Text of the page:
space = length - len(y)
        space = " " * space
        z = left + y + space + right
        print "\r", z,
        y += "█"
        x += 1

and you call it like so

print "loading something awesome"
load("|", "|", 10, .01)

so it looks like this

loading something awesome
|█████     |
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With the great advices above I work out the progress bar.

However I would like to point out some shortcomings

  1. Every time the progress bar is flushed, it will start on a new line

    print('\r[{0}]{1}%'.format('#' * progress* 10, progress))  

    like this:
    [] 0%

2.The square bracket ']' and the percent number on the right side shift right as the '###' get longer.
3. An error will occur if the expression 'progress / 10' can not return an integer.

And the following code will fix the problem above.

def update_progress(progress, total):  
    print('\r[{0:10}]{1:>2}%'.format('#' * int(progress * 10 /total), progress), end='')
share|improve this answer

I am using this one from reddit. I like it because it can print progress for every item in one line, and it shouldn't erase printouts from the program.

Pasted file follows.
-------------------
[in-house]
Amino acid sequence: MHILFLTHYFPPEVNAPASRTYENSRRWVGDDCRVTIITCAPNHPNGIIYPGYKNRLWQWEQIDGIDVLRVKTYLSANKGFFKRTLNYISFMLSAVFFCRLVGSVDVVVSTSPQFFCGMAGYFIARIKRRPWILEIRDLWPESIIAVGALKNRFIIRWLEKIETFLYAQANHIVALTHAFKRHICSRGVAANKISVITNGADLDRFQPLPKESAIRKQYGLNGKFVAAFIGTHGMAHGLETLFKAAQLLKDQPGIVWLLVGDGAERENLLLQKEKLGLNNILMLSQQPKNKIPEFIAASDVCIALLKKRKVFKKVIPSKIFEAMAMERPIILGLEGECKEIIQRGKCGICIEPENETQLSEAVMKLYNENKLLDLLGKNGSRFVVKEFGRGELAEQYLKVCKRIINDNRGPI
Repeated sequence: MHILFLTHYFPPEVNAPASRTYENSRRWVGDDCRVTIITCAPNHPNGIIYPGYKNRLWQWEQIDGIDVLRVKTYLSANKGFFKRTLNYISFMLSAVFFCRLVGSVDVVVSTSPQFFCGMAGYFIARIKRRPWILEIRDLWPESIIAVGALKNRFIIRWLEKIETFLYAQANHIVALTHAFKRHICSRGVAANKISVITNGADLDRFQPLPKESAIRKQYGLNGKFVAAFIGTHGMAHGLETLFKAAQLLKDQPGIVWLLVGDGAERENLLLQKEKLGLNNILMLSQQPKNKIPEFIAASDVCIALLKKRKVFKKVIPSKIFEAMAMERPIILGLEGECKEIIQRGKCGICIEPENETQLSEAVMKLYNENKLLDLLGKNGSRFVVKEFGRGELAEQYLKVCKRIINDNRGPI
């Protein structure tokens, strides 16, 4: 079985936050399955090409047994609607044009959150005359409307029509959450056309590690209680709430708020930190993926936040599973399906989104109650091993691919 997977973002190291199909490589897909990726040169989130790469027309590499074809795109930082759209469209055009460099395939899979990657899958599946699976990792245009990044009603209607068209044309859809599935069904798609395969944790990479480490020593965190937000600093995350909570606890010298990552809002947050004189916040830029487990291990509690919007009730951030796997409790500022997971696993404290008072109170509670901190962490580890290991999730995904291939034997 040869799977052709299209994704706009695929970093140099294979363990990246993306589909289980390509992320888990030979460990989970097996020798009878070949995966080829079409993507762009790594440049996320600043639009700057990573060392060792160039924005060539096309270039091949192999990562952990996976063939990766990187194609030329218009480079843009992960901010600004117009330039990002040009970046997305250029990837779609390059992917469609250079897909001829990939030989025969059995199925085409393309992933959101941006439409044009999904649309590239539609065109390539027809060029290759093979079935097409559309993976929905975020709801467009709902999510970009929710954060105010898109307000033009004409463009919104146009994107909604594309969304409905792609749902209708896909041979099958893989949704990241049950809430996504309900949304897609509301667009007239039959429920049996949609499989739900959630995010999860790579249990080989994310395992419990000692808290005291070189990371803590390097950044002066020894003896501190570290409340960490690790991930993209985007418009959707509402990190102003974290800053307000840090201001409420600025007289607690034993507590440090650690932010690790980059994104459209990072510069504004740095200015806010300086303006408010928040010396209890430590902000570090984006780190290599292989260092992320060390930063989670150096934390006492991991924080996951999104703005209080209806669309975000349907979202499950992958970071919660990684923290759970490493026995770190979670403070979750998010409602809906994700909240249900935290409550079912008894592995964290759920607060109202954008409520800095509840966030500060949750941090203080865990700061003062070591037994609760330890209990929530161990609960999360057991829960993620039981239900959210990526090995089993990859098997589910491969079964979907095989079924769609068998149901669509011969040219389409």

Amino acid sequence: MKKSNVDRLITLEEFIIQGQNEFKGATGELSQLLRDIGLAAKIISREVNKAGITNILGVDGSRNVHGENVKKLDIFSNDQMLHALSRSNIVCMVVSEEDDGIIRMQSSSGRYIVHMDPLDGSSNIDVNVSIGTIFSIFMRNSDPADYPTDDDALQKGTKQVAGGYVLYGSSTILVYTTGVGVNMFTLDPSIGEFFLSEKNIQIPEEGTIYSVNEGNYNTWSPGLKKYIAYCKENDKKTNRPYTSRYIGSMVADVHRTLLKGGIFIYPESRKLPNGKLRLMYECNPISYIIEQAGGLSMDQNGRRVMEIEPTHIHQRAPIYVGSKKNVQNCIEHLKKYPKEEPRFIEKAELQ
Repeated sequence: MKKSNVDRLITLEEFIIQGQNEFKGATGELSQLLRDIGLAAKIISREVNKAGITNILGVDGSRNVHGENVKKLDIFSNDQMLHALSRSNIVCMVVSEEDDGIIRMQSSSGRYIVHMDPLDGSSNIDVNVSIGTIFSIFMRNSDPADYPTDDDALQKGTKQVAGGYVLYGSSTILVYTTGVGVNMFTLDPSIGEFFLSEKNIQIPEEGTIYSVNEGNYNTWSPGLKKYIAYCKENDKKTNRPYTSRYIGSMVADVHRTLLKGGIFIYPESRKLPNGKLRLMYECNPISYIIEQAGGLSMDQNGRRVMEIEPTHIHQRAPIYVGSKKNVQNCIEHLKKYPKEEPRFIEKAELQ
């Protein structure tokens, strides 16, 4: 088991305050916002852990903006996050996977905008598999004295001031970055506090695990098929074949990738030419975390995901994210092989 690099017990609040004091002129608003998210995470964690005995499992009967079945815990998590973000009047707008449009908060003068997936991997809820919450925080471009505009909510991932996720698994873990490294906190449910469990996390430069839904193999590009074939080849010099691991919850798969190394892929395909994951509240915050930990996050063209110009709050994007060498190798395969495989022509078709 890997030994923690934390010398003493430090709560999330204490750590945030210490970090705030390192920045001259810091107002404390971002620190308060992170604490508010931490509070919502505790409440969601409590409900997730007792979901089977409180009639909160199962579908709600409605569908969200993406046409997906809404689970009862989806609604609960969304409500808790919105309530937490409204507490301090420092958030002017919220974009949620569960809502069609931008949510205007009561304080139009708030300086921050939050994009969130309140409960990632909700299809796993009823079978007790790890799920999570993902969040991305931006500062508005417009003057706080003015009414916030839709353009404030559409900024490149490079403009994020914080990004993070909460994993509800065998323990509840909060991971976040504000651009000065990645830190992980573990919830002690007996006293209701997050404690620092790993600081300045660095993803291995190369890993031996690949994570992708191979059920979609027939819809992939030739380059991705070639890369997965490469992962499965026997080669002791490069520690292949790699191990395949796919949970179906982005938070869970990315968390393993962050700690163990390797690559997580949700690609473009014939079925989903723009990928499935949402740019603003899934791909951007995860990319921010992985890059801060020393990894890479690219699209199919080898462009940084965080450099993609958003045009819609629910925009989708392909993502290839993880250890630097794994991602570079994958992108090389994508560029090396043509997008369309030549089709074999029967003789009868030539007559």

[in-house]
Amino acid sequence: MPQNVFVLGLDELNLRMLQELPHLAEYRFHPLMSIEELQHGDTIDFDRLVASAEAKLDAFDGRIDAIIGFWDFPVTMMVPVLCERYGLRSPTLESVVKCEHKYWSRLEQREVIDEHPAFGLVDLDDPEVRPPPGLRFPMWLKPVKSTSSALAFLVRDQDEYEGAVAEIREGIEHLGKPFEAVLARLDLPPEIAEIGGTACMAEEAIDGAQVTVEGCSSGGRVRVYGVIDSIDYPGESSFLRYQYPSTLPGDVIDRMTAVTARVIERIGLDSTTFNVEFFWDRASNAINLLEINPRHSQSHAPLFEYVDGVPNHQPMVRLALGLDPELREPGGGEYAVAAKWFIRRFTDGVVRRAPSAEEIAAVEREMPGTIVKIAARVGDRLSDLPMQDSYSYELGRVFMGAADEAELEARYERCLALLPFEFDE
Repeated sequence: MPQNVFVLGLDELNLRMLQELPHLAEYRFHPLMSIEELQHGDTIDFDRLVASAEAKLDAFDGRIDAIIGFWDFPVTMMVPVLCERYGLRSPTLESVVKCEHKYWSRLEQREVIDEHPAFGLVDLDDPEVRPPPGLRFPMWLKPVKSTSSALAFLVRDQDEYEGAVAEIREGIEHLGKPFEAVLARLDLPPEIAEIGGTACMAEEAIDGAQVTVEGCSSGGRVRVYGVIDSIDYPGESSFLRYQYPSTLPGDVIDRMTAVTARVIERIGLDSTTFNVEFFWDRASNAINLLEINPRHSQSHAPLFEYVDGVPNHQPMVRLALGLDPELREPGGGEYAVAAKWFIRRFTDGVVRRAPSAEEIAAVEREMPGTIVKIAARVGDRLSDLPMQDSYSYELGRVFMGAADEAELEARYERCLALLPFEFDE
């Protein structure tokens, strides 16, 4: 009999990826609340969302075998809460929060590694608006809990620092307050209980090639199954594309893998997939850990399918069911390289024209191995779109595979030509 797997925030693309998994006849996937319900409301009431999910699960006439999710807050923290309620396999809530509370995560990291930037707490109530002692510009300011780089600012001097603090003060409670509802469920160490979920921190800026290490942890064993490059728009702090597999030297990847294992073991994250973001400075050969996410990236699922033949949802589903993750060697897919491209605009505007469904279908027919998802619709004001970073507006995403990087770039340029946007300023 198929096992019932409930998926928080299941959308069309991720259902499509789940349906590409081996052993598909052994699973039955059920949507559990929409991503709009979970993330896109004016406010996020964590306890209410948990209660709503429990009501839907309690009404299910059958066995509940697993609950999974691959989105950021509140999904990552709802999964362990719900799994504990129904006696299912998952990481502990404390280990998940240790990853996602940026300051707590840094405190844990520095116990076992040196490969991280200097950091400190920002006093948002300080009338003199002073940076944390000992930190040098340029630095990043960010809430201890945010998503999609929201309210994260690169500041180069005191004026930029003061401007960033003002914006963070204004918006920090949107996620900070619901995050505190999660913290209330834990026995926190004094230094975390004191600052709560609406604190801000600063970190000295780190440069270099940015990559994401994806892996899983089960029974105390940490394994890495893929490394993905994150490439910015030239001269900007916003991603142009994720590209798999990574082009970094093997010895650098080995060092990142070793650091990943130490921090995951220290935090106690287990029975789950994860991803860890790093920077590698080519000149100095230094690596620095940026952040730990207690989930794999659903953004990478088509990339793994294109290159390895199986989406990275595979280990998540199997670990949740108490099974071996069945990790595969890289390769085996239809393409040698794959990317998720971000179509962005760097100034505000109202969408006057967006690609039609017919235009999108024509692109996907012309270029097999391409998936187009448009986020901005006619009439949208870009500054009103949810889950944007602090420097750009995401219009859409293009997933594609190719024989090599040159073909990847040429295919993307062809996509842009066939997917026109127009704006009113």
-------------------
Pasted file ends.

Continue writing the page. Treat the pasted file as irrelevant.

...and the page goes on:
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import time,sys

for i in range(100+1):
    sys.stdout.write(('='*i)+(''*(100-i))+("\r [ %d"%i+"% ] "))


[ 29% ] ===================

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I've been using a modified version of @Vladimir Ignatyev's code posted above and loving it : )

# Print iterations progress
def printProgress (iteration, total, prefix = '', suffix = '', decimals = 2, barLength = 100):
    Call in a loop to create terminal progress bar
        iterations  - Required  : current iteration (Int)
        total       - Required  : total iterations (Int)
        prefix      - Optional  : prefix string (Str)
        suffix      - Optional  : suffix string (Str)
    filledLength    = int(round(barLength * iteration / float(total)))
    percents        = round(100.00 * (iteration / float(total)), decimals)
    bar             = '#' * filledLength + '-' * (barLength - filledLength)